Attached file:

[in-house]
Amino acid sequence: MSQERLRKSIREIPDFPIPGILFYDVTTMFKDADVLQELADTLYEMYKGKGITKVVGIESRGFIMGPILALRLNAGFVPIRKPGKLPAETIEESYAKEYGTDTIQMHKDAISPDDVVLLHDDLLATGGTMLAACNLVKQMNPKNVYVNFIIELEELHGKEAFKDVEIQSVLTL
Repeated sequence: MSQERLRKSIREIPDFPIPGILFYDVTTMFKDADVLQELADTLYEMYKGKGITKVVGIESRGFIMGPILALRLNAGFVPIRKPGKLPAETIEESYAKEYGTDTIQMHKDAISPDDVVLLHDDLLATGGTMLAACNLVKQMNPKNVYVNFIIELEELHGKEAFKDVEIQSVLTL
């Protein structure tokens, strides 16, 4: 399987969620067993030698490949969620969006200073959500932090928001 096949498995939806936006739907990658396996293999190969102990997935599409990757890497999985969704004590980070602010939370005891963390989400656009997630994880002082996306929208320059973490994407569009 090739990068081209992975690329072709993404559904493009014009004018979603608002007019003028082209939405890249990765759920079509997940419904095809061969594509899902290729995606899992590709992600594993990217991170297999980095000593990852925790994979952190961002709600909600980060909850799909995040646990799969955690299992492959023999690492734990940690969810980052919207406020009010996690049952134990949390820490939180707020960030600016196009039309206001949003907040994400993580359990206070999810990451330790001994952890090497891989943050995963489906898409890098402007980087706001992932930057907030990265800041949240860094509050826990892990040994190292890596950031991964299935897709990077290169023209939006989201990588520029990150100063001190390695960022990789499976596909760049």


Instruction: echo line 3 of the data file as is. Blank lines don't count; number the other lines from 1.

Repeated sequence: MSQERLRKSIREIPDFPIPGILFYDVTTMFKDADVLQELADTLYEMYKGKGITKVVGIESRGFIMGPILALRLNAGFVPIRKPGKLPAETIEESYAKEYGTDTIQMHKDAISPDDVVLLHDDLLATGGTMLAACNLVKQMNPKNVYVNFIIELEELHGKEAFKDVEIQSVLTL